Tens of millions of students are filing back into classrooms, bringing with them a long list of hopes and concerns related to the academic year ahead. Besides the inevitable adjusting to new social and learning routines, students, as well as their families, teachers, and school administrators this year will be faced with challenges related to early start times, new peer groups, pandemic-related learning losses, and more. This collection of research published in the journals of the Association for Psychological Science (APS) in 2022 and 2023 may provide some insights.
Cynthia P. May, Lynn Hasher, and Karl Healey
Perspectives on Psychological Science
Sleep-deprived teenagers aren’t the only ones who still feel groggy when the school day starts—and for good reason. Attention and memory are compromised at off-peak times of the day. According to the synchrony effect, performance in several cognitive areas is optimal when a person’s performance times align with their peak circadian arousal (i.e., their chronotype). Circadian rhythms and chronotypes vary across individuals—in morning chronotypes, arousal rises and peaks early in the day, but in evening chronotypes it rises and peaks in the afternoon or early evening—and vary with age (e.g., older adults appear likely to have morning chronotypes). May and colleagues suggest that failure to consider the synchrony effect may be a factor in issues such as school timing, replication difficulties, and assessing intellectual disabilities associated with apparent cognitive declines related to aging.
Sherry Jueyu Wu and Xiqian Cai
The gender–math stereotype refers to the prevailing notion that men are inherently better than women at learning mathematics. Unfortunately, when peers and classmates express such gendered beliefs, they can actually hurt girls’ performance in math, this research suggests. Wu and Cai studied middle-school classes where more classmates reported believing that boys are innately better than girls at learning math. Not only did girls perform worse in math and boys better, but this peer exposure also increased students’ likelihood of believing the gender–math stereotype, increased the perceived difficulty of math, and reduced girls’ aspirations. The researchers obtained similar effects with college students and showed that the effect was both immediate and long-term.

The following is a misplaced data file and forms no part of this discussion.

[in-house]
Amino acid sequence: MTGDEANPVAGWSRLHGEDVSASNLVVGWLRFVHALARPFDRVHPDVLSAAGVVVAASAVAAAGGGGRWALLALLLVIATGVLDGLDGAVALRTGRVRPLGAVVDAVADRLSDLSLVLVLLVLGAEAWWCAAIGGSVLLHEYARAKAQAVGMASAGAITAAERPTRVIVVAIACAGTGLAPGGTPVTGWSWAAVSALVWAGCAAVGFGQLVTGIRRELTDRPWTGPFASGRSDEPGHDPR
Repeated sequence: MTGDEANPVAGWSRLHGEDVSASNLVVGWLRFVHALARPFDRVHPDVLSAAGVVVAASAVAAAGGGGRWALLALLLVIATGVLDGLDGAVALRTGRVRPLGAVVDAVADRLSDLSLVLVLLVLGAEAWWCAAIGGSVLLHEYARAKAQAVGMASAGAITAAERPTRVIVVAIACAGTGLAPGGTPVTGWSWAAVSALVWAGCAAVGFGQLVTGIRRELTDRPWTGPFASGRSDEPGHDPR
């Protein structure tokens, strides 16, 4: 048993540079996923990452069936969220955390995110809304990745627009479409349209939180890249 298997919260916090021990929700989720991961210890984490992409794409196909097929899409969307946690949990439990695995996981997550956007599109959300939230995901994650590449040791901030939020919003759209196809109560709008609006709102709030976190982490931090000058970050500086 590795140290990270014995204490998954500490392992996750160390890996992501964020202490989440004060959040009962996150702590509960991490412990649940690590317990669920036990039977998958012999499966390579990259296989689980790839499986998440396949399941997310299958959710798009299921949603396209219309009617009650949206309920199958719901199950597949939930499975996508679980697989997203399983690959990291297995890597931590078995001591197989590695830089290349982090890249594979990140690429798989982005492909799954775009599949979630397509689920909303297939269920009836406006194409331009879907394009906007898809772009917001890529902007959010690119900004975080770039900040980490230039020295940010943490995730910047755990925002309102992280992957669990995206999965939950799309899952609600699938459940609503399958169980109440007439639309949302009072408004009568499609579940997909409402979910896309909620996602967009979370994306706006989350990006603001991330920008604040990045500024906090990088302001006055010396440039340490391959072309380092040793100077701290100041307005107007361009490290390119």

Deni Mazrekaj and Kristof De Witte
Perspectives on Psychological Science
Just how extensive was the impact of school closures during the COVID-19 pandemic on children’s learning and mental health? Reviewing the relevant literature, Mazrekaj and De Witte found that the scale and length of school closures likely resulted in a substantial deficit in children’s learning and a deterioration in children’s mental health. Their policy recommendations for ensuring children’s learning and psychosocial development in the future include paying more attention to students from marginalized groups, implementing evidence-informed and personality-tailored mental-health and social- and emotional-learning programs in schools, and avoiding generational labels.
Ido Davidesco et al.
For good and bad alike, the social dynamics between students and teachers can profoundly impact students’ engagement, learning, and well-being. The groups’ brain-to-brain synchrony—or lack thereof—might be similarly impactful, this research suggests. During a lecture, Davidesco and colleagues recorded electroencephalography (EEG) data from nine groups—each with four students and a teacher. They found that students whose brain responses were more similar to those of other students and to their teacher showed better performance in immediate and delayed tests. Moreover, students answered more questions correctly when the questions corresponded to specific lecture segments in which their brain-to-brain synchrony was higher. The findings also highlight the potential benefits of collecting brain data from learners in ecologically valid settings.
Tenelle Porter et al.
When teachers provide growth-mindset interventions, their students’ real-world grades can improve, this research suggests. Porter and colleagues tested a teacher-delivered intervention for U.S. adolescents in Grades 6 and 7 (1,996 students and 50 teachers) that was designed to both impart growth-mindset beliefs and create a supportive classroom environment where those beliefs could flourish. The intervention improved the grades of struggling students in the target class by 0.27 standard deviations, or 2.81 grade percentage points. The effects were largest for students whose teachers endorsed fixed mindsets before the intervention.
Faria Sana and Veronica X. Yan
Mixing up topics on quizzes might be a cost-effective strategy to promote classroom learning. Across 4 weeks, students in Grades 9 through 12 took a weekly quiz in their science courses. Questions were either blocked by concept (e.g., AAABBBCCC) or interleaved with different concepts (e.g., ABCABCABC). On a final test, taken one month after the final quiz, students performed better on items that had been on interleaved quizzes than on concepts that had been on blocked quizzes. Moreover, they performed better on concepts that had been quizzed than on concepts that had not, replicating the known benefits of retrieval practice.